“A Parliamentary and Health Service Ombudsman report published on December 19th 2018 reveals significant weaknesses in the way the Care Quality Commission (CQC) used the NHS ‘fit and proper’ person test.”
The Ombudsman carried out an independent investigation into a whistle-blower’s complaint about the CQC’s oversight of the appointment of a Chief Executive to an NHS trust. Despite being criticised by an Employment Tribunal, the Chief Executive was employed by another NHS trust, while the whistle-blower, Clare Sardari, was unable to return to her job as a result of raising the alarm.
The Employment Tribunal found that the NHS trust prevented Ms Sardari from returning to her job after she raised a genuine concern about the Chief Executive’s misconduct. The Chief Executive also breached the NHS code of conduct for managers as well as the Trust’s recruitment and selection policy. This important evidence was disregarded by the CQC in their assessment of whether the second NHS trust made a reasonable decision about whether the Chief Executive was a ‘fit and proper’ person.
The Ombudsman found that, in this case, the CQC’s record-keeping was poor and it did not adequately weigh up the evidence, instead relying on the Chief Executive’s apology, their references, and a Professional Regulator’s report which did not address the main issue of serious misconduct.
The Ombudsman’s report concluded that the CQC lacked rigour in its regulation of the appointment of NHS directors and had failed to take a transparent and proportionate approach.
Rob Behrens, the Parliamentary and Health Service Ombudsman, said:
‘This case shows that CQC’s approach to making sure NHS trusts are employing the right people at director-level needs reviewing.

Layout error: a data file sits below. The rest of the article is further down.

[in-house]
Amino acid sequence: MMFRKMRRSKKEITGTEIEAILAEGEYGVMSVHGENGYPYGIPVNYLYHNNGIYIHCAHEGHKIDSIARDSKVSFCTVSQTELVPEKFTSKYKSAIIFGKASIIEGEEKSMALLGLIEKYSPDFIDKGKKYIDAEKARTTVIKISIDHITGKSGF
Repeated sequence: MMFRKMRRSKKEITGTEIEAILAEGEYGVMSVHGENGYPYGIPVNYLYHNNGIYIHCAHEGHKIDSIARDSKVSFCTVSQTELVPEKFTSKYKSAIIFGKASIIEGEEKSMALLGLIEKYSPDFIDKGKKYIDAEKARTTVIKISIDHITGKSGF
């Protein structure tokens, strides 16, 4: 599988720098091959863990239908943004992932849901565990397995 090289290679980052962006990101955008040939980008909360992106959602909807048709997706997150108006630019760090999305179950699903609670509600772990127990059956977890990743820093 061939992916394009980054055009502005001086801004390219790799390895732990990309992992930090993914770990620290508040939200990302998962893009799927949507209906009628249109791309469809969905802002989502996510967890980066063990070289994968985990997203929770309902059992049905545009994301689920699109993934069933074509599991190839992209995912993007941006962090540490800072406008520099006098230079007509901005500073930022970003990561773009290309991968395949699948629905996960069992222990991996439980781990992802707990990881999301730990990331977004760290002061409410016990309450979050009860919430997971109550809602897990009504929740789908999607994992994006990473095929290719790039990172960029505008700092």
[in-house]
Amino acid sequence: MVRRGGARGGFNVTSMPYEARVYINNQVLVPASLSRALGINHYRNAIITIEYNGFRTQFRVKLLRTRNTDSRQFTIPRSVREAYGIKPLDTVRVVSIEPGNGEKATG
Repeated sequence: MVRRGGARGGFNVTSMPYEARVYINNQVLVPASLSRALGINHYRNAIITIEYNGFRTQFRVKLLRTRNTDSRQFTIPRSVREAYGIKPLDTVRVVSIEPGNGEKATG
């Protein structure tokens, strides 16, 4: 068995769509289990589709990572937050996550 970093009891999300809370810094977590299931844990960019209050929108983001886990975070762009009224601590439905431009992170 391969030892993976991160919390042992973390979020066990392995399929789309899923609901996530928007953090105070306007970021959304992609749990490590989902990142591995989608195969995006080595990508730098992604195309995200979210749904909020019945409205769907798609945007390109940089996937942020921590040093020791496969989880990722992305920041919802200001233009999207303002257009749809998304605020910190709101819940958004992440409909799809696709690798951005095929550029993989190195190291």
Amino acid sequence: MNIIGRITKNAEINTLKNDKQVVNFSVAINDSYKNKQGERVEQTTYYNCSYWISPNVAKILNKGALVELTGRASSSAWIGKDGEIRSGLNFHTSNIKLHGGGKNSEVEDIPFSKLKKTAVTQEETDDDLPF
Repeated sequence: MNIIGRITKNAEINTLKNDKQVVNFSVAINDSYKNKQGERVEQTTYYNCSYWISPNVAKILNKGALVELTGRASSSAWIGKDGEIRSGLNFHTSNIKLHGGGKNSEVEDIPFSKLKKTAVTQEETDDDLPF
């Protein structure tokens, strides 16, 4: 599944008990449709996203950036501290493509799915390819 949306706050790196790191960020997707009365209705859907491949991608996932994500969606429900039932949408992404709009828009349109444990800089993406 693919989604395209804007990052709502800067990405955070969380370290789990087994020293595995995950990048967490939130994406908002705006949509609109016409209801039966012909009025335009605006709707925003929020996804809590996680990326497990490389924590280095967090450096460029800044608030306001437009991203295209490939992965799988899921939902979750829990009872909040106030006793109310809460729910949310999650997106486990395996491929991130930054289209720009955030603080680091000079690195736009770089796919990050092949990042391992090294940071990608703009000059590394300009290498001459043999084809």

‘The public and NHS staff must have confidence that NHS leaders are fit and proper to do the job and that whistle-blowers will not be penalised for raising concerns.
‘We need fair, transparent and proportionate oversight that stops leaders who have committed serious misconduct from moving around the NHS, and makes them accountable for their actions.’
Ms Sardari brought the case to the Ombudsman after the CQC failed to fully consider the Employment Tribunal judgement from 2014, which found she was unfairly penalised due to whistle-blower suppression. She felt the CQC’s application of the Fit and Proper Persons Requirement (FPPR) diminished the seriousness of the Chief Executive’s conduct and sent a strong message that those who victimise whistle-blowers will escape accountability.
Clare Sardari, the whistle-blower, said:
‘The reprisals against me and the inadequate investigation into my concerns by my former NHS trust and the Chief Executive were devastating for me and my family. The CQC acted dishonourably by trivialising whistle-blower retaliation in its handling of my case.
‘Accountability is vital to protect the public interest. The government must ensure that serious reprisal against a whistle-blower is a red line in the fit and proper person test for NHS directors, no ifs or buts.’
The Ombudsman recommended that the CQC formally apologises to Ms Sardari and offers £500 to her in recognition of the injustice and distress that their actions have caused her.
The Ombudsman has asked the CQC to review the learning from this case and report back on the improvements made to demonstrate rigour in future FPPR considerations.
The ‘Fit and Proper Persons Requirement’ requires NHS providers to ensure that their directors are fit and proper to carry out their duties. One of its aims is to make sure that directors who have committed serious misconduct cannot move around the NHS.